Rated 4 out of 5 by from Extremely Ambivalent Professor Fears has a unique perspective on how history should be understood: history is made by great women and men, and therefore, in order to understand history we must learn the stories of these people. So the course is basically composed of a set of biographies. Two things stand out strongly in this course: THE GOOD: Professor Fears walks us through the history of ancient the Roman republic and early emperors in a hugely entertaining and enjoyable fashion – often taking on the roles of key characters in first person, and really adding a lot of color. He is a hugely engaging story teller. Having heard other courses on the subject from the TGC such as "History of Ancient Rome", "Fall of the Pagans and the Origins of Medieval Christianity", "Greece and Rome: An Integrated History of the Ancient Mediterranean", and "Emperor of Rome", this course served a special purpose: the other courses were all much more "conventional" in the sense that they didn't focus nearly as much on the individual characters and colorful stories, but rather, gave a wider perspective on macro political, cultural, and economical processes in ancient Roman history – they were all much more "scholarly". This course by Prof. Fears, apart from the fact that it was just really FUN to listen to, really helped to solidify the narrative of the Ancient Roman story and tie everything down chronologically, and this is of course crucial if one wants to understand the macro processes in any depth. THE BAD: as I have stated, the course is really not very "scholarly" in the conventional sense… the professor is often playing roles of characters, there is very little reference of sources or scholarly research – so that the course is basically composed of a set of stories with little systematic historical analysis one is used to in such courses. The professor also embellishes quite a lot – for dramatic effect. For example, in one of Hannibal's great victory's over Rome, Professor Fears tells us how the Romans were standing in the freezing hale waiting for the Carthaginians to engage while Hannibal, through his brilliant tactics, managed to be in such a position that his troops could have their "oatmeal" and "spiced wine" and get an "oiled rub down" before going to battle. In this particular example, the idea is obviously to add comic effect and it is in fact funny - so he can probably be excused for it. At other times it became a bit hard to separate embellishment from historical study. Overall, this is a fun course given by a master storyteller. It can certainly serve the purpose of getting to know the central figures and events in ancient Roman history. I would recommend it as a first course on the subject, and leave the more scholarly and analytical TGC courses on the subject for later as they would be better understood with this course as background..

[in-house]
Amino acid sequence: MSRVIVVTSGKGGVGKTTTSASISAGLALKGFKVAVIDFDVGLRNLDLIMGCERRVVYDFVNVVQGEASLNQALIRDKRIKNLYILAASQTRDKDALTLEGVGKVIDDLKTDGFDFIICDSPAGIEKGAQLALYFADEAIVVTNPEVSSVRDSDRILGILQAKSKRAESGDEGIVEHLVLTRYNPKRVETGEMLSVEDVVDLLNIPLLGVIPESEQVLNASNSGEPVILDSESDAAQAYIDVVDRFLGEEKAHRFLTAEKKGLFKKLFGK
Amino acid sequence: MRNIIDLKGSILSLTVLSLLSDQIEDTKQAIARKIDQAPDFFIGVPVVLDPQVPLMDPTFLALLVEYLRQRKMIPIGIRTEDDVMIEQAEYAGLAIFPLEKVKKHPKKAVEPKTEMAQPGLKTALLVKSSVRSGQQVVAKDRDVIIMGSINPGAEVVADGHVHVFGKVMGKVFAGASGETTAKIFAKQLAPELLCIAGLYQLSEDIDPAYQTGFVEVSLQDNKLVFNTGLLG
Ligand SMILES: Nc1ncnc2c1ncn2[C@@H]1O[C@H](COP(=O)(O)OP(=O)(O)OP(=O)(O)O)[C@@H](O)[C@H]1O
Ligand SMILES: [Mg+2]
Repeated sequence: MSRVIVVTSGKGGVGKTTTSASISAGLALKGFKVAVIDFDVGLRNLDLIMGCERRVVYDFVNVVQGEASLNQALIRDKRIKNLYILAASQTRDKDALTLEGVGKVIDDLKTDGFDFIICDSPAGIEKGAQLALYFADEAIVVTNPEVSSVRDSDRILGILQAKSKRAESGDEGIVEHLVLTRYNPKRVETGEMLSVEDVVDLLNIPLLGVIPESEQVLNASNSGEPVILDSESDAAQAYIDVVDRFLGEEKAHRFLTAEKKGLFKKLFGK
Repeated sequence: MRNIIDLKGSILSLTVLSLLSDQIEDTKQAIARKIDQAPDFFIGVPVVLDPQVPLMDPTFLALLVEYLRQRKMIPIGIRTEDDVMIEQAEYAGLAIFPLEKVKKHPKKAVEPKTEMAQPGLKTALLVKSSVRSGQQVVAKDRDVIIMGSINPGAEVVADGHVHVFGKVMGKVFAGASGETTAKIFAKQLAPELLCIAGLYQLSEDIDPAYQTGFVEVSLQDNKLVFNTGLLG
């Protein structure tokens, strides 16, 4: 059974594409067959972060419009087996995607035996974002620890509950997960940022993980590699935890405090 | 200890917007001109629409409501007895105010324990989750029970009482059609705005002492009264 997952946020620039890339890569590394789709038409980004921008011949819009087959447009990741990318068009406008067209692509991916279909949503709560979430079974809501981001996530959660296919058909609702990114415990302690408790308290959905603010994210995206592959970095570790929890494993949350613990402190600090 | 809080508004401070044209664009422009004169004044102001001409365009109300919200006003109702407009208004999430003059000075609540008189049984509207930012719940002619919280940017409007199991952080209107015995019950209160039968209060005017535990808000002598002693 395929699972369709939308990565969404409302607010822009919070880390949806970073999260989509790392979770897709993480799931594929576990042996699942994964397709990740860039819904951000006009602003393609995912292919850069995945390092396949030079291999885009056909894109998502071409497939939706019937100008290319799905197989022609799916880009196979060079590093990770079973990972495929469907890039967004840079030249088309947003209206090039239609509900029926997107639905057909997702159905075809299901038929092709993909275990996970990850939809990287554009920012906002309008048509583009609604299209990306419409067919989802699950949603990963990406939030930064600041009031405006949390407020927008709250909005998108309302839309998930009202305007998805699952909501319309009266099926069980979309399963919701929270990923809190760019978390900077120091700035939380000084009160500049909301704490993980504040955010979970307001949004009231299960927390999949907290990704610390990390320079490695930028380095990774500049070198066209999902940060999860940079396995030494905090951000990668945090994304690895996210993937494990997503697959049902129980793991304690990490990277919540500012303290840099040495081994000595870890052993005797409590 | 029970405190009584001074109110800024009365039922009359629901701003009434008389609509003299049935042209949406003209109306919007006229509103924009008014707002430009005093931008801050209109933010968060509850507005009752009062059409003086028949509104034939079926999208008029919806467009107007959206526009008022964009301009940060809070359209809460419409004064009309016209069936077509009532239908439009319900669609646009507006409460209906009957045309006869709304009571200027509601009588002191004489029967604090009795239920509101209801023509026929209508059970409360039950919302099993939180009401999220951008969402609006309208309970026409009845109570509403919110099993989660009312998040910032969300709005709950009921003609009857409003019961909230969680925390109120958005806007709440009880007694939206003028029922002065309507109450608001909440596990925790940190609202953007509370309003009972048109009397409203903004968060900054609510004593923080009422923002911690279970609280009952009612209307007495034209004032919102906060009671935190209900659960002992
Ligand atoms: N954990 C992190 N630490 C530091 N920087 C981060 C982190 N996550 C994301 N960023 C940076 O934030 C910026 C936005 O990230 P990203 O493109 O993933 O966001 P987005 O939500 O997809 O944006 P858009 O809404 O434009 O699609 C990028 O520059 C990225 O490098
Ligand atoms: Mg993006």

Date published: 2014-05-16